asavage on inspiration
August 30, 2011 6:05 PM   Subscribe

A video was posted of Adam Savage's talk on inspiration at the May 2011 San Francisco Bay Area Maker Faire featuring readings from Emerson, Pirsig, and Chandler.

The full bibliography:

Ralph Waldo Emerson: 'Self-Reliance'
Introduction: E. E. Cummings: 'is 5'
Rainer Maria Rilke: 'Letters to a Young Poet'
Tim Gallwey: 'The Inner Game of Tennis'
Robert M. Pirsig: 'Zen and the Art of Motorcycle Maintenance'
Raymond Chandler: 'The Simple Art of Murder'
Lewis Hyde: 'The Gift'

Previously on failure and obsession (about the Maltese Falcon) and rationalism
posted by morganw (24 comments total) 25 users marked this as a favorite
Also, from Make's page on the talks (including Mike Rowe's), previous speeches by Adam at Maker Faire San Francisco: 2010 (Problem Solving) 2009 (Failure, already linked above)
posted by morganw at 6:12 PM on August 30, 2011

... *waits for him to chime in* ...
posted by RolandOfEld at 6:25 PM on August 30, 2011

I was present at the talk, and what struck me most was that Adam tried to be inspirational, but the audience wasn't having it - the questions afterward were all stupid. Like jokes about his coworkers and requests for internships on the show.

It was a good, if rambling, talk, but on the whole it was rough to see the reaction.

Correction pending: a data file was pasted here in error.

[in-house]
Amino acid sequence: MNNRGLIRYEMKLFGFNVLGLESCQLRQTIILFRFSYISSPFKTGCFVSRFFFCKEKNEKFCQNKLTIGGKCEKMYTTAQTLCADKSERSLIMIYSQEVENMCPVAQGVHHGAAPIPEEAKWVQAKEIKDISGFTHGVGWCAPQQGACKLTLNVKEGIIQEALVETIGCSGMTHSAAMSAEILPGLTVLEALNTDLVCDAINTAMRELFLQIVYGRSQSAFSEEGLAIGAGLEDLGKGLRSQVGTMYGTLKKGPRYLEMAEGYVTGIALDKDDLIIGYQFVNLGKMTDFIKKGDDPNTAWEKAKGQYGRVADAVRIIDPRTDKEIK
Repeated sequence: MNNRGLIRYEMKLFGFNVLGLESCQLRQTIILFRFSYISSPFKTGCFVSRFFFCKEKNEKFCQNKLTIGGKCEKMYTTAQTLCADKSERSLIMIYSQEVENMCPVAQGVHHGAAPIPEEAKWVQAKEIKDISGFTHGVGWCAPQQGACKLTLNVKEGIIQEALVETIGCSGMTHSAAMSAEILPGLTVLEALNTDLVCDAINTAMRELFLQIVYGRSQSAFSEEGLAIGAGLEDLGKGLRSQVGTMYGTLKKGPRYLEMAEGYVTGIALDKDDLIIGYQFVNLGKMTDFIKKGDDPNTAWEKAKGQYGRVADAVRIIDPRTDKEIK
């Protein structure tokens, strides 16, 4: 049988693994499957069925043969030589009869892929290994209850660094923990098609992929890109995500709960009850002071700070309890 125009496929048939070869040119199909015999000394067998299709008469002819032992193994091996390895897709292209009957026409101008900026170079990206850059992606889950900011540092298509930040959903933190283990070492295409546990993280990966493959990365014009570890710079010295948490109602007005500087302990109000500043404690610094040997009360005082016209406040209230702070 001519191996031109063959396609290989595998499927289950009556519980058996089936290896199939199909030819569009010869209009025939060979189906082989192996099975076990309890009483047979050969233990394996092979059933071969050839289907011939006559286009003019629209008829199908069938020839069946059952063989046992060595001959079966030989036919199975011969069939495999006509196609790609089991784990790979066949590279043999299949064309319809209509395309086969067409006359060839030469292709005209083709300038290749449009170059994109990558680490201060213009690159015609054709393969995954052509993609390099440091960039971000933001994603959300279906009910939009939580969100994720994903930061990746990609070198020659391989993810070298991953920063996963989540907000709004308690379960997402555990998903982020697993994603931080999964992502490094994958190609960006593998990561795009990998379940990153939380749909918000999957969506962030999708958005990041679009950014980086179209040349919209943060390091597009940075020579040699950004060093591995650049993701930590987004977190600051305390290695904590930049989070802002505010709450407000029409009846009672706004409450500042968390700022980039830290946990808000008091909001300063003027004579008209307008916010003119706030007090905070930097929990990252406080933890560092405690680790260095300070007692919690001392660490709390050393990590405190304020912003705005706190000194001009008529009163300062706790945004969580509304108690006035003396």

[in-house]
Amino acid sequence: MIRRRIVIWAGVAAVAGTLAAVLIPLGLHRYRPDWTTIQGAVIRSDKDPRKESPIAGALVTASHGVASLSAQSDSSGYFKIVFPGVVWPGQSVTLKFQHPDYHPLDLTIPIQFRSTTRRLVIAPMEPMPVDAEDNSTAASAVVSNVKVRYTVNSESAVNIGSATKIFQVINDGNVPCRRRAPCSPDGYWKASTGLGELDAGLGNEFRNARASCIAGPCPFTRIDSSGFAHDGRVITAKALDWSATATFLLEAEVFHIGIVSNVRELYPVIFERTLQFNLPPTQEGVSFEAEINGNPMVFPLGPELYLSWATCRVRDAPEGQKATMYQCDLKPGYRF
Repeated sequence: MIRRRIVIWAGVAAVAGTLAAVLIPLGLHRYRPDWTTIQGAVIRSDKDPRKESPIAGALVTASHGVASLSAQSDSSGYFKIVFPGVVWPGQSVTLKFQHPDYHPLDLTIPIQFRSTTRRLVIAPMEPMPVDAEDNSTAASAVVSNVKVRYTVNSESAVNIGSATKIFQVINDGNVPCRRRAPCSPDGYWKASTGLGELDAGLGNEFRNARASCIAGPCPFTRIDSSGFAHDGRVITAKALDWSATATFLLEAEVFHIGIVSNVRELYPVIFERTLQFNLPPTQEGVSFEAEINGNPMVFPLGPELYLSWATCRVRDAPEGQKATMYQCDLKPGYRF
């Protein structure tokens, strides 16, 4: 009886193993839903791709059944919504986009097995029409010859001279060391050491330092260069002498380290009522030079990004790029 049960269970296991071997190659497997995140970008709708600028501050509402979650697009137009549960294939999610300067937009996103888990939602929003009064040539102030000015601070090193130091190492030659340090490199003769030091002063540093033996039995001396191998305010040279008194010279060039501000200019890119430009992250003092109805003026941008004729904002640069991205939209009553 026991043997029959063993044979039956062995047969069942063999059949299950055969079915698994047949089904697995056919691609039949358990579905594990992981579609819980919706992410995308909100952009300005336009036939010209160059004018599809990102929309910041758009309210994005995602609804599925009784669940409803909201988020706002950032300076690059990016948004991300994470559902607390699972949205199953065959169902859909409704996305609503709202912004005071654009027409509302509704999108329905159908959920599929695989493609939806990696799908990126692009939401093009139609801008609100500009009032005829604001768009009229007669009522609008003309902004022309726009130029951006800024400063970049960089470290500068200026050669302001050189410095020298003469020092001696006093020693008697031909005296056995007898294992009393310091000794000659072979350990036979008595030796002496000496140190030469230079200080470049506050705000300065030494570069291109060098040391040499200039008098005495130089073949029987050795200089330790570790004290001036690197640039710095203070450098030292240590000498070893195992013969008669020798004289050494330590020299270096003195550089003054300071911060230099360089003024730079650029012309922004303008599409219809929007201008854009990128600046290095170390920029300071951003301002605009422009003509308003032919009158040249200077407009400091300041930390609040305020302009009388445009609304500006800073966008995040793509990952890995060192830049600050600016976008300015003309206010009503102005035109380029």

Regardless, glad to see it online and removed from that crowd.
posted by fake at 6:35 PM on August 30, 2011 [1 favorite]

It'd be interesting to know how he felt about the reaction. I recognize the Faraday cage behind him, and remember how him climbing inside it and getting zapped by lightning bolts was the big take-away from his talk, at least from the links that immediately came out. Interesting that he chose that setting to talk about philosophy.
posted by crunchland at 7:11 PM on August 30, 2011

... *waits for him to chime in* ...

Not only am I waiting, but I hope he goes apeshit all over one of you!

Thanks for the video. My kids yelled at me for trying to watch it during The Simpsons, so looking forward to watching it later.
posted by Brocktoon at 7:53 PM on August 30, 2011 [1 favorite]

...full on chicken skin...

is "chicken skin" catching on as a synonym for goose bumps? i hope so...
posted by mexican at 8:07 PM on August 30, 2011

"Adam tried to be inspirational, but the audience wasn't having it"

He carries himself lightly, he's unpolished and not self-assured, and he's in earnest.
People are indoctrinated against that. Cynicism is cool (even where inappropriate), there's still a lot of anti-intellectualism around and emphasis on effortless success.
Ralph Waldo Emerwho? Secret heart? Connection? Pfft.